Although your central air conditioning system has provided your home with cool, refreshing air for years, it's no longer cutting it. Even during mild heat waves, your air conditioner isn't cooling your home effectively—or efficiently. For this reason, you're planning to replace your existing system with an improved model. However, before you do so, make sure you discuss these issues with your air conditioning contractor:
Contrary to popular belief, the efficiency and effectiveness of your new air conditioning system isn't just determined by its BTU (British thermal unit) production. However, BTU production still plays an important role in determining how quickly your new system can cool your home and how much it will cost you each month to use your system.
Calculating your home's cooling requirements isn't an easy process. Several factors determine how many BTUs your new system must be able to produce in order to create efficient cooling. Duct size and length, insulation rating, potential sources of heat loss (such as windows or unsealed doorways), and even sunlight penetration through your windows and skylights will affect your home's load calculation.
Before you select a specific air conditioner model, make sure you discuss these factors with your contractor. Your contractor may be able to help you find ways to minimize the negative effects of these factors and decrease your air conditioner's load—which can result in decreased system requirements and monthly cooling costs.
Your air ducts are the most important component of your HVAC system. Since your ducts are used for both your furnace and air conditioner, their state must be inspected prior to the installation of your new system.
Your air conditioner operates by pulling air into your ducts and passing it over the evaporator coil—the series of refrigerant lines and metal coils that dehumidify and cool your indoor air. However, if your air ducts are too small, then the volume of air passing through your evaporator coil will be far less than the volume of air your system needs to keep its evaporator coil from becoming too cold. If your evaporator coil freezes, then it will sustain permanent damage and develop refrigerant leaks.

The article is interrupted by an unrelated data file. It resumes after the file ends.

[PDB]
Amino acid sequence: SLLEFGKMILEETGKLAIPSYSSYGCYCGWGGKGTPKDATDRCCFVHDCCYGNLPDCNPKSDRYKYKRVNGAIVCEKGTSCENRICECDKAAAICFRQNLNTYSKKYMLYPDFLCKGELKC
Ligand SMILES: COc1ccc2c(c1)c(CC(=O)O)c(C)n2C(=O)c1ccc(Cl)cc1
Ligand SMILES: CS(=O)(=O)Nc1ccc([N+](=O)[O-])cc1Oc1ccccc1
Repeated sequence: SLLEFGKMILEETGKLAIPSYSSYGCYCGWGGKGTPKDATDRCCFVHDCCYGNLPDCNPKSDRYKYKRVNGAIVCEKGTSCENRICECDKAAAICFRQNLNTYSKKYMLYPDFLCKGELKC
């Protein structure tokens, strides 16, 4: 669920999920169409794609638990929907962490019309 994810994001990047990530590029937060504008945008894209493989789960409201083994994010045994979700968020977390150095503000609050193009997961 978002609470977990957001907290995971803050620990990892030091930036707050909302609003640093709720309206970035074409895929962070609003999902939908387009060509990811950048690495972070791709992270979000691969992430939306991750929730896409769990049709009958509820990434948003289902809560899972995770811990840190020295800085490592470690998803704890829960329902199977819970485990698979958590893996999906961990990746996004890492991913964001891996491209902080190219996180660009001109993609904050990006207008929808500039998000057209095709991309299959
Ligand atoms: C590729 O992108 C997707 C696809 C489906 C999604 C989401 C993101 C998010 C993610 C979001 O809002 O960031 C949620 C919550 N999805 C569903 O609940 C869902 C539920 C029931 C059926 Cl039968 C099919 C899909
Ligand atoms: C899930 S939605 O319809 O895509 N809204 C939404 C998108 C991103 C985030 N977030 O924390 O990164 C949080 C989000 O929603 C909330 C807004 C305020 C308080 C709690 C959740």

Additionally, if your ducts are too large, then your new system's blower motor may not be powerful enough to move the air in your ducts at a reasonable speed. Although more air will be passing through your ducts, it will be moving at a slower rate—which will negatively affect your new system's efficiency.
However, the size of your ducts isn't the only factor that will affect your new air conditioner. Ducts that leak air between connection points will also decrease your system's efficiency and increase your cooling costs.
Your contractor will measure your air ducts and determine whether or not they will be compatible with your new system. If they aren't, then your ducts will need to be resized. Although this is a labor-intensive process that will require several days, it will be well worth the cost.
Expected Maintenance Intervals
Buying and installing your new air conditioner will cost a significant amount of money. As with anything else that requires monetary investment, you must make sure you do everything you can to ensure your air conditioner's well-being.
Regardless of how often you use your new air conditioner, you'll need to perform regular maintenance. Periodic filter replacements, coil cleanings, and refrigerant charging is required to maintain the condition of your new system. However, not every air conditioner is the same--household air quality condition and other factors will affect the intervals at which these maintenance tasks are required.
By discussing load calculation, duct efficiency, and maintenance intervals with your air conditioning contractor, you can ensure you know what to expect once your new air conditioner is installed.